Marvin Olasky

 DIYARBAKIR, Turkey -- It would be hard to find two cities more different than New York, a survivor of terrorism, and this southeastern Turkey city from which many terrorists have come. Midtown New York has skyscrapers and busy avenues. Midtown Diyarbakir has three-story homes that overhang twisting, eight-foot wide alleys with drainage ditches running down the middle.

 Nevertheless, the excellent and entertaining speech that former New York mayor Rudy Giuliani gave Monday evening at the GOP convention -- I mention it particularly because none of the broadcast networks, to their shame, televised it -- implicitly linked the Big Apple and the much smaller Turkish city known for producing big watermelons.

 Giuliani essentially noted that Muslim extremists hate America not for what we do but for what we are, a land of freedom. We have freedom of speech and freedom of religion, and both of those threaten Islam. (We also have freedom of abortion that destroys a greater freedom, the freedom to live, but that's a story that Giuliani, sadly, does not tell.)

 Diyarbakir is a city that has not allowed freedom of religion. That's why the small experiment going on here -- whether the newly constructed Diyarbakir Evangelical Church will be able to stay open for worship -- is important. If a church can make it here, it can make it anywhere in Turkey. If it can't, than the future of freedom in this crucial Muslim country is dim, and Turkey may become another anti-American, thought-control, terrorist-breeding society.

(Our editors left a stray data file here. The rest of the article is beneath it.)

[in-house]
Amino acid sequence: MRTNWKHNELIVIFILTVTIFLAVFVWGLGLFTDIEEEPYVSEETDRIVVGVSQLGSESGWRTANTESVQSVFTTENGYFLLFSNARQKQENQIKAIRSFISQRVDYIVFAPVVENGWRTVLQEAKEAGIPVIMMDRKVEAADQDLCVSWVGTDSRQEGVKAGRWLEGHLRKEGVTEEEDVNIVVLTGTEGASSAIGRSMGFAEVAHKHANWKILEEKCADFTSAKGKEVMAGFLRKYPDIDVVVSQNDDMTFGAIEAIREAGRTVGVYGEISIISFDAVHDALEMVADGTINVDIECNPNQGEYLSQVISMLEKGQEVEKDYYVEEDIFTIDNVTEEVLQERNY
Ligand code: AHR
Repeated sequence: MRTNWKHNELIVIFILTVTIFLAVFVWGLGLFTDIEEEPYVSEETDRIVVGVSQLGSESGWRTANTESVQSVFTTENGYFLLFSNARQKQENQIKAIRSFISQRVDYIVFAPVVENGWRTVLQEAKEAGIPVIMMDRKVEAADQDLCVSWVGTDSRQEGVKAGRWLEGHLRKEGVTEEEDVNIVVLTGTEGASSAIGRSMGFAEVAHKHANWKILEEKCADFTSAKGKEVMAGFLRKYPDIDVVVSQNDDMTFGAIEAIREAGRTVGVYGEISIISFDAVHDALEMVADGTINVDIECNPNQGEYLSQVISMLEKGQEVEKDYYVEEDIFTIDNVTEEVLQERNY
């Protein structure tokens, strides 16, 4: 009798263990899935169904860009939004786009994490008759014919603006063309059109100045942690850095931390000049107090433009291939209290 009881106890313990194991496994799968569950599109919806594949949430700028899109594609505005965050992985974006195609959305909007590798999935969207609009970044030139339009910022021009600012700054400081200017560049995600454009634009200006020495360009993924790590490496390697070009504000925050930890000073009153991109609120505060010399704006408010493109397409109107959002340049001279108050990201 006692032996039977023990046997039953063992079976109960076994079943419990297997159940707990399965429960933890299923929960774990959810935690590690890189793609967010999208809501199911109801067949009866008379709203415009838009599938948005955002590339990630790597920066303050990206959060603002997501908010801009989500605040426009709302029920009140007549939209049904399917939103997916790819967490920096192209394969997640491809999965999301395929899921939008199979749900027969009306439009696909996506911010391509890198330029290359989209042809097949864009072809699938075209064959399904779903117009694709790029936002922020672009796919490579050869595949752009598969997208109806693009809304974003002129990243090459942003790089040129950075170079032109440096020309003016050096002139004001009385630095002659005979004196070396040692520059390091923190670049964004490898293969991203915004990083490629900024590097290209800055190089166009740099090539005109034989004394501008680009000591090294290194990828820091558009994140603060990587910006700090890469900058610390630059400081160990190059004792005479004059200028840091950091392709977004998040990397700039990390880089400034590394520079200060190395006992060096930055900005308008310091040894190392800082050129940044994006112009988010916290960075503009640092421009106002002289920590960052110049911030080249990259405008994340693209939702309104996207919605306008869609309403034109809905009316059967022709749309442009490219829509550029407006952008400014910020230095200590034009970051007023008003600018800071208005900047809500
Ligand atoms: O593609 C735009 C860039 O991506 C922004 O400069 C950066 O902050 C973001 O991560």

The church's pastor, Ahmet Guvener, 39, crossed over from Islam to Christianity 13 years ago when he saw that "we cannot be saved by fulfilling the law, only by the promise God made to Abraham. The Quran says do this and do that, and maybe you'll be saved. The Quran gives a guarantee of salvation only to those who die while on jihad. The Bible says you are saved for sure by the grace of God."

 Guvener explained differences in practice: "Here, it's common to yell at your kids and curse them. Now I've learned it's about loving them and showing mercy. The New Testament says, ?God loves sinners and cares for sinners.' The Quran makes it clear that God hates sinners. The New Testament said when I sin, which is inevitable, I can go to God. In the Quran you can't do that. It's hard to approach and have a relationship with a God who is cruel."

Marvin Olasky

Marvin Olasky is editor-in-chief of the national news magazine World. For additional commentary by Marvin Olasky, visit
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